- 26.26.15: 5-Fluorouracil is one component of a mixture of three drugs used in...
- 26.26.16: (a) Which isomer, the keto or enol form of cytosine, is the stronge...
- 26.26.17: Birds excrete nitrogen as uric acid. Uric acid is a purine having t...
- 26.26.18: Nebularine is a toxic nucleoside isolated from a species of mushroo...
- 26.26.19: The d-arabinose analog of adenosine is an anitiviral agent (vidarab...
- 26.26.20: Adenine is a weak base. Which one of the three nitrogens designated...
- 26.26.21: When 6-chloropurine is heated with aqueous sodium hydroxide, it is ...
- 26.26.22: Treatment of adenosine with nitrous acid gives a nucleoside known a...
- 26.26.23: The 5-nucleotide of inosine, inosinic acid (C10H13N4O8P) is added t...
- 26.26.24: The phosphorylation of -d-glucopyranose by ATP (Section 26.3) has G...
- 26.26.25: In one of the early experiments designed to elucidate the genetic c...
- 26.26.26: (a) The two most acidic hydrogens of uracil have pKas of 9.5 and 14...
- 26.26.27: The coupling reaction of 2,6-dichloropurine with 1,2,3,4-tetra-O-ac...
- 26.26.28: The descriptive passage in this chapter describes the solid-phase s...
- 26.26.29: What is the product of the following reaction?
- 26.26.30: What species is formed from the DMT-protecting group when it is rem...
- 26.26.31: Cyanoethyl groups are removed during treatment of the product with ...
- 26.26.32: Structure 1 is the one given for tetrazole in Figure 26.15. Structu...
- 26.26.33: Consider the conjugate bases of structures 1, 2, and 3 in the prece...
- 26.26.34: ntisense oligonucleotides are a new class of synthetic drugs, one o...
Solutions for Chapter 26: Nucleosides, Nucleotides, and Nucleic Acids
Full solutions for Organic Chemistry, | 9th Edition
A CH3CO! group; also called an acetyl group
A compound that contains both an amino group and a carboxyl group
The electronic structure of a solid, defining the allowed ranges of energy for electrons in a solid. (Section 12.7)
The peak caused by the most abundant ion in a mass spectrum; the most intense peak. It is assigned an arbitrary intensity of 100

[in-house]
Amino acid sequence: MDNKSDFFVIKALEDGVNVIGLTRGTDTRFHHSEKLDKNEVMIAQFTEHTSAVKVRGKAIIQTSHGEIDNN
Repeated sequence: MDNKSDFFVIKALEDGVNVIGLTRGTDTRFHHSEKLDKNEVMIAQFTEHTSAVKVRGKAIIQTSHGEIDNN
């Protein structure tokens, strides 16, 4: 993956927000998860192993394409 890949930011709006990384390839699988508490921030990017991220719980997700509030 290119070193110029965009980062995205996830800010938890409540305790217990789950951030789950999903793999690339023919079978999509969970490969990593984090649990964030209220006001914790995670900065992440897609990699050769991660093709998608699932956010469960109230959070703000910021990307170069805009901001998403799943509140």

A reaction in which a substance reacts with oxygen, usually with the release of heat and light, to produce a flame. (4.4)
A solid that possesses rigid and long-range order; its atoms, molecules, or ions occupy specific positions. (11.4)
A molecule composed of only two atoms. (Section 2.6)
The spreading of one substance through a space occupied by one or more other substances. (Section 10.8)
The group that is formed when two cysteine residues of a polypeptide or protein are joined together.
A derivative of a carboxylic acid in which H of the carboxyl group is replaced by a carbon.
Fourier transform NMR (FT-NMR)
The modern NMR method that is based on a constant magnetic fi eld, a short pulse of electromagnetic radiation, and a mathematical Fourier transform to produce the spectrum
From the Greek, meaning water-fearing.
The polarization of the electron density of a covalent bond caused by the electronegativity of a nearby atom.
Nuclear magnetic resonance (NMR) spectroscopy
A spectroscopic technique that gives information about the number and types of atoms in a molecule, for example, hydrogens (1 H!NMR) and carbons (13C!NMR)
Pauli exclusion principle
No more than two electrons may be present in an orbital. If two electrons are present, their spins must be paired
A process in which heat converts a mineral in an ore from one chemical form to another and eventually to the free metal. (Section 23.2)
The gain of electrons. Alternatively, either the gain of hydrogen, loss of oxygen, or both
Constitutional isomers in equilibrium with each other that differ in the location of a hydrogen atom and a double bond relative to a heteroatom, most commonly O, N, or S.
The outermost occupied electron shell of an atom.
Z (Section 5.2C)
From the German, zusammen, meaning opposite. Specifi es that groups of higher priority on the carbons of a double bond are on the same side